Dissecting the Role of Transit Service Attributes in Attracting Commuters Lessons from a Comprehensive Revealed Preference-Stated Preference Study on Commuting Mode-Switching Behavior in Toronto, Ontario, Canada

Document Type

Journal Article

Publication Date


Subject Area

ridership - mode choice, operations - crowding, planning - surveys, planning - service level, mode - bus rapid transit, mode - subway/metro, mode - tram/light rail


transit service, Commuting Survey for Mode Shift, travel cost, in-vehicle travel time, crowding, subway, light rail, bus


An investigation on the influence of transit service attributes on mode switching toward local transit for home-based commuting trips involved the design, implementation, and analysis of a Commuting Survey for Mode Shift. This survey exploits revealed preference mode choice information to build the stated preference mode switching experiments. The collected data set was used for estimating econometric choice models of mode switching toward transit. Separate models were estimated for car drivers and shared ride users. The empirical models showed that travel cost and in-vehicle travel time were of lower importance compared with other transit level-of-service attributes such as crowding level and number of transfers. That commuters prefer rail-based transit modes (e.g., subway and light rail transit) to other transit options (e.g., bus rapid transit) was evident. The developed models can enrich the transit service planning toolbox for delivering more efficient and attractive services that maximize transit ridership along with other objectives.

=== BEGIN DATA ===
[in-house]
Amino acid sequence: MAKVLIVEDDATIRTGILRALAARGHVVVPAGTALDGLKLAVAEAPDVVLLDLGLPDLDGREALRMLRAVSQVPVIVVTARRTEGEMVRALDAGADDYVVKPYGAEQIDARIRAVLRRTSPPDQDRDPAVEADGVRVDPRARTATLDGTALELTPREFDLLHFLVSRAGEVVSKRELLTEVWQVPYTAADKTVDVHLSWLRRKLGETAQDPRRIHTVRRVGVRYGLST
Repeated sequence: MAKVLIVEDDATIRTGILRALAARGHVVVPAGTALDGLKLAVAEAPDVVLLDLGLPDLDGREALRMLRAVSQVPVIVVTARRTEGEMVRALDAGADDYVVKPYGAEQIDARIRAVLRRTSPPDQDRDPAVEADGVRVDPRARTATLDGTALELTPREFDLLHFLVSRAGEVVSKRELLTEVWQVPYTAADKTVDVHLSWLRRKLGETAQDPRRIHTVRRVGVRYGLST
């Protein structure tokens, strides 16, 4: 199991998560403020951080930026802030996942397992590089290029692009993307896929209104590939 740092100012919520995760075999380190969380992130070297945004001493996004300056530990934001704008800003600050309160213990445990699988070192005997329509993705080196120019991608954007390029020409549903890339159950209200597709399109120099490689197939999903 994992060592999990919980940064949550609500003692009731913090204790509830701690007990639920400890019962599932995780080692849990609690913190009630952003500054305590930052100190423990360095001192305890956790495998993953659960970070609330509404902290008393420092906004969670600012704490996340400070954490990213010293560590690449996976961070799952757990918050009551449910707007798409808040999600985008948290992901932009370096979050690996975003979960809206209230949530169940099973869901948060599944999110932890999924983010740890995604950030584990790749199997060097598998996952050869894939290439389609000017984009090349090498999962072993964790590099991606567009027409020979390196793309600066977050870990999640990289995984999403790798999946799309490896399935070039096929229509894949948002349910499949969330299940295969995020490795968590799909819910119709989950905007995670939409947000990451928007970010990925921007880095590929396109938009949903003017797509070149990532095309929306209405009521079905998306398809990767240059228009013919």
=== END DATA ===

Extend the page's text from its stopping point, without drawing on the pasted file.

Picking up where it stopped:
Permission to publish the abstract has been given by Transportation Research Board, Washington, copyright remains with them.